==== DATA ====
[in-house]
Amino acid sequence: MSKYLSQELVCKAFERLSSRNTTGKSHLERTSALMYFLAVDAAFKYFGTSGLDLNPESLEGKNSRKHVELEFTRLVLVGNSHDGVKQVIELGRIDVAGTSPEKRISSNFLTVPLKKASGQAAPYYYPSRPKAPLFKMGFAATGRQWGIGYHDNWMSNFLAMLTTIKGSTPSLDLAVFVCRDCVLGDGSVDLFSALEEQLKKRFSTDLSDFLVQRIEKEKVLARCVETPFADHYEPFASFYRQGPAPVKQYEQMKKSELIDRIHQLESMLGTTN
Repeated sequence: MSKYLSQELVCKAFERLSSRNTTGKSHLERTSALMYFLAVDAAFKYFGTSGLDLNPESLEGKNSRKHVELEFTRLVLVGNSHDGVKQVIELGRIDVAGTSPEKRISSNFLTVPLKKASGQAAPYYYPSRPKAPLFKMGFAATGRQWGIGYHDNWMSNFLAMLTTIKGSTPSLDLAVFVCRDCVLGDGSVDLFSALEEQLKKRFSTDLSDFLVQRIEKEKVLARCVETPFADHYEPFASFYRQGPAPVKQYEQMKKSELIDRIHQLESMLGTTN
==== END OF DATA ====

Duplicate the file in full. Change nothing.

[in-house]
Amino acid sequence: MSKYLSQELVCKAFERLSSRNTTGKSHLERTSALMYFLAVDAAFKYFGTSGLDLNPESLEGKNSRKHVELEFTRLVLVGNSHDGVKQVIELGRIDVAGTSPEKRISSNFLTVPLKKASGQAAPYYYPSRPKAPLFKMGFAATGRQWGIGYHDNWMSNFLAMLTTIKGSTPSLDLAVFVCRDCVLGDGSVDLFSALEEQLKKRFSTDLSDFLVQRIEKEKVLARCVETPFADHYEPFASFYRQGPAPVKQYEQMKKSELIDRIHQLESMLGTTN
Repeated sequence: MSKYLSQELVCKAFERLSSRNTTGKSHLERTSALMYFLAVDAAFKYFGTSGLDLNPESLEGKNSRKHVELEFTRLVLVGNSHDGVKQVIELGRIDVAGTSPEKRISSNFLTVPLKKASGQAAPYYYPSRPKAPLFKMGFAATGRQWGIGYHDNWMSNFLAMLTTIKGSTPSLDLAVFVCRDCVLGDGSVDLFSALEEQLKKRFSTDLSDFLVQRIEKEKVLARCVETPFADHYEPFASFYRQGPAPVKQYEQMKKSELIDRIHQLESMLGTTN